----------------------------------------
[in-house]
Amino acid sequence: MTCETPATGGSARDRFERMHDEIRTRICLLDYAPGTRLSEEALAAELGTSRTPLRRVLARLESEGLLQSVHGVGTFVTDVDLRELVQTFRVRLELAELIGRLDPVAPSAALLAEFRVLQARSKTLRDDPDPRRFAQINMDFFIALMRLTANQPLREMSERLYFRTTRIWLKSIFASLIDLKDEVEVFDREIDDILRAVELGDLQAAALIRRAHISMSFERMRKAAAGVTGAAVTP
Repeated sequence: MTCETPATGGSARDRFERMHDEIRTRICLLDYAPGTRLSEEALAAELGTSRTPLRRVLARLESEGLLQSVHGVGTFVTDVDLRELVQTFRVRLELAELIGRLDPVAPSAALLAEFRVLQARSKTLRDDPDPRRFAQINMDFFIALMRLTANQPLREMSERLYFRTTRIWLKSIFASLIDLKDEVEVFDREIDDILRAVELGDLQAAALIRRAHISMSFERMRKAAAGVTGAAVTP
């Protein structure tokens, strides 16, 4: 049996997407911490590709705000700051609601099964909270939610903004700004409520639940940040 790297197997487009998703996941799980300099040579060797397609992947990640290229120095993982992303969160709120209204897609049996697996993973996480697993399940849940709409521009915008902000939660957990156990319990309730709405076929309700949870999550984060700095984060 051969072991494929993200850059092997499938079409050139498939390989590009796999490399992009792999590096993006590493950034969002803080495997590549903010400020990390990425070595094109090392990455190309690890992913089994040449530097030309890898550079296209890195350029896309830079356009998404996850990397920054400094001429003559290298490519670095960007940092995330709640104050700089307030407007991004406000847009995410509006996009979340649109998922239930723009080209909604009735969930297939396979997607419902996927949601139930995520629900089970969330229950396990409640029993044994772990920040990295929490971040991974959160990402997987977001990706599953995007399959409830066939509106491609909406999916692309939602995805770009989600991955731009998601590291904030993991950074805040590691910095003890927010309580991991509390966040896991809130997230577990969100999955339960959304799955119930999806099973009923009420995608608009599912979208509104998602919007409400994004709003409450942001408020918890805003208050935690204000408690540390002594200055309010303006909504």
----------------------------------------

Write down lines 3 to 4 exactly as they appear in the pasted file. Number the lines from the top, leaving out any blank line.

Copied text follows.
Repeated sequence: MTCETPATGGSARDRFERMHDEIRTRICLLDYAPGTRLSEEALAAELGTSRTPLRRVLARLESEGLLQSVHGVGTFVTDVDLRELVQTFRVRLELAELIGRLDPVAPSAALLAEFRVLQARSKTLRDDPDPRRFAQINMDFFIALMRLTANQPLREMSERLYFRTTRIWLKSIFASLIDLKDEVEVFDREIDDILRAVELGDLQAAALIRRAHISMSFERMRKAAAGVTGAAVTP
């Protein structure tokens, strides 16, 4: 049996997407911490590709705000700051609601099964909270939610903004700004409520639940940040 790297197997487009998703996941799980300099040579060797397609992947990640290229120095993982992303969160709120209204897609049996697996993973996480697993399940849940709409521009915008902000939660957990156990319990309730709405076929309700949870999550984060700095984060 051969072991494929993200850059092997499938079409050139498939390989590009796999490399992009792999590096993006590493950034969002803080495997590549903010400020990390990425070595094109090392990455190309690890992913089994040449530097030309890898550079296209890195350029896309830079356009998404996850990397920054400094001429003559290298490519670095960007940092995330709640104050700089307030407007991004406000847009995410509006996009979340649109998922239930723009080209909604009735969930297939396979997607419902996927949601139930995520629900089970969330229950396990409640029993044994772990920040990295929490971040991974959160990402997987977001990706599953995007399959409830066939509106491609909406999916692309939602995805770009989600991955731009998601590291904030993991950074805040590691910095003890927010309580991991509390966040896991809130997230577990969100999955339960959304799955119930999806099973009923009420995608608009599912979208509104998602919007409400994004709003409450942001408020918890805003208050935690204000408690540390002594200055309010303006909504």